Finally, after a postmaster called Boston to confirm the existence of the program, the artists got their cash.

And their first real meal in months -- of bread and milk and a little butter . . .

"Hopkins knew," says Yasko, "even artists had to eat."

Karel Yasko is 70. He started out as a muralist, studied sculpture and painting at Yale and eventually turned to architecture "because I didn't want to starve as a painter."

He was brought into the government by John Kennedy to "jazz up" federal architecture after some years in private practice and a stint as architect for the state of Wisconsin under then-governor Gaylord Nelson.

Always scrappy and untraditional, Yasko was often the center of controversy, whether it was the plans for the HUD building or the FBI building, which he helped guide, or the saving of a mural in the HEW cafeteria.

He decided, in the early '70s, to concentrate on persuading the art world that the so-called WPA art had merit. "Art historians," he says, "tended to sneer at it."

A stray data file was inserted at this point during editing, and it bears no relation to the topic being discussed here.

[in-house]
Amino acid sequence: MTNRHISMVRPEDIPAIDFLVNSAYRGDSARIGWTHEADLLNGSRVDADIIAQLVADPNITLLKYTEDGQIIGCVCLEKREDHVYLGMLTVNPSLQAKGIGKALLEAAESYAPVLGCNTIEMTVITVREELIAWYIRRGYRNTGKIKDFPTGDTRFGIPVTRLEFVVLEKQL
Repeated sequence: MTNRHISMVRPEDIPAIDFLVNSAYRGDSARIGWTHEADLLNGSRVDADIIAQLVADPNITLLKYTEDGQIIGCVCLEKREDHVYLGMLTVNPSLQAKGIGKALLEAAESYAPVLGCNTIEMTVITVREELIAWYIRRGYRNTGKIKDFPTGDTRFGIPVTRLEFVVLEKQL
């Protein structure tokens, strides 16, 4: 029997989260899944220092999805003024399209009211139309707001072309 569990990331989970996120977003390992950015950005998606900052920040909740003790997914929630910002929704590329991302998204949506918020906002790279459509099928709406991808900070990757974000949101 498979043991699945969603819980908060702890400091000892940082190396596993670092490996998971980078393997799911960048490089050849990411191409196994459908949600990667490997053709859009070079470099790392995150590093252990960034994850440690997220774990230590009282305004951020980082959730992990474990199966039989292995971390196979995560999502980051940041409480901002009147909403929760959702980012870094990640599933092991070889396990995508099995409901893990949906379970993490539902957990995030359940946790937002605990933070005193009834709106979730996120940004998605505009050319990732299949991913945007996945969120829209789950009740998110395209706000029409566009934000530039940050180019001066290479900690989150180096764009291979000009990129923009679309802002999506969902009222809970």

With a federal grant, Yasko organized a nationwide survey -- search, really -- for art from the various New Deal projects. He started out with a survey of what art was where. Murals in such federal buildings as courthouses and post offices were easy, but thousands of works of art had been underwritten by the federal government over the years and in many cases records had been discarded when the programs ended.

Art professors and teachers were hired to cover the country. "They found all sorts of things for us," says Yasko. A box full of records was turned up in the basement of a historical society in Madison, Wis. A Joe Stella painting was discovered "in excellent condition in a janitor's closet in Indianapolis."

"It was found," and Yasko, ever the Yalie, grins, "just after Harvard published the definitive work on Stella."

Yasko's office is a clutter; no, it is an Aladdin's cave of prints, etchings, original paintings, rolled-up prints, reproductions, photographs, models, all mixed in with World War I-vintage file cabinets, unfiled documents, assorted bric-a-brac and countless signs and posters with such imperatives as "It's Difficult to Soar with Eagles When You Work With Turkeys," or "A Cluttered Desk is a Sign of Genius."

He is excited because a group of junior high school students in Virginia may be on to a lost mural. It is less the mural than the interest of the young people. "It's wonderful. They troop in and out of here all the time, writing theses, papers, helping track down pictures, murals . . ."